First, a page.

The European Commission delivered its long-awaited proposal for a Directive on Corporate Sustainability Due Diligence earlier this year, which was largely welcomed by progressive businesses - however with some reservations.

This directive aims to ensure that companies active in the Single Market operate responsibly and contribute to sustainable development by requiring them to identify and prevent negative human rights and environmental impacts connected to their operations and supply chains. That is, companies will need to conduct responsible business conduct “due diligence,” e.g. that companies must consider how their business and value chain impacts people and the environment.

Despite improvements from the initial drafts and a general consensus that the proposed Directive is a welcome step in the right direction towards harmonising sustainability due diligence obligations, one thorny question remains: can the Directive achieve its intended impact?

As discussions zoom into the proposal’s specifics, there is a chance that we do not appreciate the larger picture. Besides potentially creating bureaucracy for regulatory authorities and companies alike, the Directive could also, critically, undermine the progress that companies have had in implementing the internationally accepted standards on responsible business conduct such as the UN Guiding Principles on Business and Human Rights or the OECD Guidelines for Multinational Enterprises. If this happens, then the Directive would not be achieving its intended impact.

1. Levelling the playing field requires harmonised implementation

One of the Directive’s main benefits would be addressing the growing fragmentation of due diligence requirements in the Single Market, including the German Supply Chain law, the Dutch Child Labour law, and the French Duty of Vigilance Law. This is positive. All companies operating in the EU Single Market should play by the same rules, which includes conducting business responsibly. SMEs are not included, however, ideally they should eventually be included. SMEs play an important role in avoiding negative impacts on human rights and the environment; therefore I encourage the EU regulators to consider a phased approach for bringing them on board.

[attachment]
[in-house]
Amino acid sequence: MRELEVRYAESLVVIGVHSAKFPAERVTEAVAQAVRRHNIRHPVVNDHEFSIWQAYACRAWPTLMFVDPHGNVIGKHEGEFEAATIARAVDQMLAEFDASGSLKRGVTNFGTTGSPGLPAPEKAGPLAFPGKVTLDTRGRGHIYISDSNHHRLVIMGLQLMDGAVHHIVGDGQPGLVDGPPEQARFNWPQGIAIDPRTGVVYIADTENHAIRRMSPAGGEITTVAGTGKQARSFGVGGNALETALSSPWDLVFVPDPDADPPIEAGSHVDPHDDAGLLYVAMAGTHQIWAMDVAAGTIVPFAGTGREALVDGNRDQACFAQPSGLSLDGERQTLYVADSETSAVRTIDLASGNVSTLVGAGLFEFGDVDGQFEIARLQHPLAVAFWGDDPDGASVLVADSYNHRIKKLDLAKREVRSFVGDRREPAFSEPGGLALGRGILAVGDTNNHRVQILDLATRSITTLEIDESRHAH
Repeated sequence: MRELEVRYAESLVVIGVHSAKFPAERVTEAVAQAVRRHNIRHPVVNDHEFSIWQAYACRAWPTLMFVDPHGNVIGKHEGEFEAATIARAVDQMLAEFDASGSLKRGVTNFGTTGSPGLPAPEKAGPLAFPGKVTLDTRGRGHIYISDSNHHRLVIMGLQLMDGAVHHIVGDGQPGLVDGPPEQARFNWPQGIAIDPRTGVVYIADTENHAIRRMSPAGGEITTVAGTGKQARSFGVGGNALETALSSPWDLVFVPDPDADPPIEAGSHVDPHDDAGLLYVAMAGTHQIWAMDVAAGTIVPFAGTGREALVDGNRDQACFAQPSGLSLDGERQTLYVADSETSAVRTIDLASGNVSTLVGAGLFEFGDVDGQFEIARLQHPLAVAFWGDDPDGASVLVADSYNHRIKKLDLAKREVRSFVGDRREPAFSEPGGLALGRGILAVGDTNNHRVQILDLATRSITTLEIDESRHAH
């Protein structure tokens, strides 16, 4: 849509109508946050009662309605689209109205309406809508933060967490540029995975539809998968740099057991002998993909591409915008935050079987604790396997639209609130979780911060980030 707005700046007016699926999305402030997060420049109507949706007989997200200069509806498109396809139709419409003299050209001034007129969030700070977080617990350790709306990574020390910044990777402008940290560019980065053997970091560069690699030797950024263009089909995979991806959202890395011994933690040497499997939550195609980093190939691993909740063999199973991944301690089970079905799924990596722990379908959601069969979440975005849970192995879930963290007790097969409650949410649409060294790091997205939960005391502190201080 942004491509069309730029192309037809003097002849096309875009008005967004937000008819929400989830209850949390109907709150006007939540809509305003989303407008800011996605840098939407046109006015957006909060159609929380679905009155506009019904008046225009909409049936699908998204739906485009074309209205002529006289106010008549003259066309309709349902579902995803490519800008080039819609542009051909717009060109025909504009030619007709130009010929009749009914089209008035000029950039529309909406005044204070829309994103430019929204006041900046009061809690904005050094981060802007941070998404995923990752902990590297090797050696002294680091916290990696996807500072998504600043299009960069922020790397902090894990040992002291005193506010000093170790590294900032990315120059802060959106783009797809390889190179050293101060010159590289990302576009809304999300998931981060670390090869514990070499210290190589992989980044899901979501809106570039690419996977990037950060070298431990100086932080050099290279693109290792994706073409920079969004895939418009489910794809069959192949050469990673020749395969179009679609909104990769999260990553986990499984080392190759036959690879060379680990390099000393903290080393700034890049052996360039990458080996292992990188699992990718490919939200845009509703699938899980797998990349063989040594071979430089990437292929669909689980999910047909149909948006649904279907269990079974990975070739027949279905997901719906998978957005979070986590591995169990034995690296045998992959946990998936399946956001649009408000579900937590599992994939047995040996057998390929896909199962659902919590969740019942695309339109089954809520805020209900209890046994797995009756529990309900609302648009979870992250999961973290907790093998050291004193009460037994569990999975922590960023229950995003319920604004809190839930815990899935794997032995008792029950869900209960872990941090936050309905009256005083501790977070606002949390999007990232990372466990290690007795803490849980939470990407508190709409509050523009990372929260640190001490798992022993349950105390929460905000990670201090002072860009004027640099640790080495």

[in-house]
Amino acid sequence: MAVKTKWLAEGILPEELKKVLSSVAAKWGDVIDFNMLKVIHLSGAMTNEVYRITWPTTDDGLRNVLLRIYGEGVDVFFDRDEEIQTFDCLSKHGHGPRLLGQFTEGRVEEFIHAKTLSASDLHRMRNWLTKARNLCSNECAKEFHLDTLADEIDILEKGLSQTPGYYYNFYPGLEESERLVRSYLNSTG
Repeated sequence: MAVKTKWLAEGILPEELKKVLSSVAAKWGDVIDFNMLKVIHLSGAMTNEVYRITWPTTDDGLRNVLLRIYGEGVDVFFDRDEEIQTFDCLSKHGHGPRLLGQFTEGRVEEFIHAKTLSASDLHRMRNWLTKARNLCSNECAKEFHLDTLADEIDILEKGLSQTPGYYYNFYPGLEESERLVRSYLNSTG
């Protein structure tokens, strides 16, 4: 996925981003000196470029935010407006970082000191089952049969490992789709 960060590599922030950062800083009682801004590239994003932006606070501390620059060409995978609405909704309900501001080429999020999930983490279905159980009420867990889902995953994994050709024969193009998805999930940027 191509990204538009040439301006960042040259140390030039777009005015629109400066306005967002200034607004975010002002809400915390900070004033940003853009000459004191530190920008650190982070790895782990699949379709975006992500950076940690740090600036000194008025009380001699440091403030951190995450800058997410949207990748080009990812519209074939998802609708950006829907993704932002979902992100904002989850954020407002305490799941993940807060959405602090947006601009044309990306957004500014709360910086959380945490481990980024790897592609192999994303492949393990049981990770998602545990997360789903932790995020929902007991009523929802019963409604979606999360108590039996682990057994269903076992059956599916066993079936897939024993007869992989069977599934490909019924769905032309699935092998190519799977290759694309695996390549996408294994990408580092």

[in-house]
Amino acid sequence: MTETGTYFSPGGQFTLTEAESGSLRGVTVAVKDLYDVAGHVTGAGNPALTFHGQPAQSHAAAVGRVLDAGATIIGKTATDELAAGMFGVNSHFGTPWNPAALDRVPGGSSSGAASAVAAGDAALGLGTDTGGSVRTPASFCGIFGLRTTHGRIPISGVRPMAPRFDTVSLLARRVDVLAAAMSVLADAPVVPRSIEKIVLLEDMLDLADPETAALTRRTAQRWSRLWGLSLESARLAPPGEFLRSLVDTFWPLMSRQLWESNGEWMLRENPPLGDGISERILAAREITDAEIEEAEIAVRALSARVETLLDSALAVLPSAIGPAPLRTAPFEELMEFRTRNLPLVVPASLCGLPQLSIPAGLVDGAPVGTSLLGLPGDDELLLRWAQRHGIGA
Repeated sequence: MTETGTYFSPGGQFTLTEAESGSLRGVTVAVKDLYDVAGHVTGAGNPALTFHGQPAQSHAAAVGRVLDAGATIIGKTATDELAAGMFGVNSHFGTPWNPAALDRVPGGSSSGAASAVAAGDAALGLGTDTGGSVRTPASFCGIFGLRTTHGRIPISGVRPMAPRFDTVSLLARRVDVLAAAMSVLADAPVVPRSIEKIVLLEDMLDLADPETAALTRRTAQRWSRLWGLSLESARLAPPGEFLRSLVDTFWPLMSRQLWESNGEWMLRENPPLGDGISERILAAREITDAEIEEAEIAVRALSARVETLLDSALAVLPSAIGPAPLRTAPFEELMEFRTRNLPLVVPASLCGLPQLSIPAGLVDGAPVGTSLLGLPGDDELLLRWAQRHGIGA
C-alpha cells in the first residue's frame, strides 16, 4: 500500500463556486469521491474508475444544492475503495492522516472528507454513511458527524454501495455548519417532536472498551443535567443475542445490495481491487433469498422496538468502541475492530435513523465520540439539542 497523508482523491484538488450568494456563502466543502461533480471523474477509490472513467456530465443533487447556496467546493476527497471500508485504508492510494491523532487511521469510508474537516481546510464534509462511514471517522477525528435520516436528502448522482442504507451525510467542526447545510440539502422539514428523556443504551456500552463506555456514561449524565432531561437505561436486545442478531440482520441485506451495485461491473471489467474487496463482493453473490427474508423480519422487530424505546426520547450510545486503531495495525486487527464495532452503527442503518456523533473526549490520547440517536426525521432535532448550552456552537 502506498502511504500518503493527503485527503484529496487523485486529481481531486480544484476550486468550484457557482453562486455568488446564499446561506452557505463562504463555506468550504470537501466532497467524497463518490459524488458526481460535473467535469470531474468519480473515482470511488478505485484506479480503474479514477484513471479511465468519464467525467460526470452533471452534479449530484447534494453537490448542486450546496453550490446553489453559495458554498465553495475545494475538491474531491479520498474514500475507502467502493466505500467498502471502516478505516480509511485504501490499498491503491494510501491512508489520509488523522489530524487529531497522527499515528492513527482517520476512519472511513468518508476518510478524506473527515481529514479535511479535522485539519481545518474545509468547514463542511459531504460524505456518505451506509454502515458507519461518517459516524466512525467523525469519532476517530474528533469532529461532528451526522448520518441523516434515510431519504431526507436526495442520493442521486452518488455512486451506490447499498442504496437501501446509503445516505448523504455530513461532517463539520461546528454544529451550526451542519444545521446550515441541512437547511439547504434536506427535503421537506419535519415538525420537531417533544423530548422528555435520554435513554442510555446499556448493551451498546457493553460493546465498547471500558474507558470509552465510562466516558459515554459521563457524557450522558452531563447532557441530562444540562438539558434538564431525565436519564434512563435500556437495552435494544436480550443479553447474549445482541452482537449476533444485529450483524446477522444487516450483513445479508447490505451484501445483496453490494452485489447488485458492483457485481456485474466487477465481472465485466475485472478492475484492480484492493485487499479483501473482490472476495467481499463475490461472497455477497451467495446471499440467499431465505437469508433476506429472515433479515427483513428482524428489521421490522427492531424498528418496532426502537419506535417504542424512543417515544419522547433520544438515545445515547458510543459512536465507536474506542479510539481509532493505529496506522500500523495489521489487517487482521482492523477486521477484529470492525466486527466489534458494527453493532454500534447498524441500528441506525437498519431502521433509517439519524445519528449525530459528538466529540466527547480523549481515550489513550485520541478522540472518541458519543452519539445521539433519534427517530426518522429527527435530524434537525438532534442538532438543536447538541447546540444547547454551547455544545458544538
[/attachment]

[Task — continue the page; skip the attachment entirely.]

The key to ensuring that this Directive can, in fact, level the playing field is to secure that it is implemented in a harmonised manner. This means detailed guidance to Member States on how to implement the Directive, including the supervisory authorities’ powers, levels of pecuniary sanctions and, not least, consideration for how the supervisory authorities would work in tandem with, or even supplement, the OECD National Contact Points. I look very much forward to seeing how implementation and enforcement is envisaged.

2. Striving for (legal) clarity has caused unclarity

The Directive has a strong foundation with its clear references to accepted international standards on managing social and environmental impacts, namely the UN Guiding Principles on Business and Human Rights (“UN Guiding Principles”) and the OECD Guidelines for Multinational Enterprises. The UN Guiding Principles were unanimously endorsed by the UN Human Rights Council in 2011 and outline the methodology for how businesses respect and remedy adverse human rights impacts. Numerous companies work with implementing these standards; they form the basis for how Maersk defines its responsible business conduct approach. Seeing clear references to these standards is a good signal.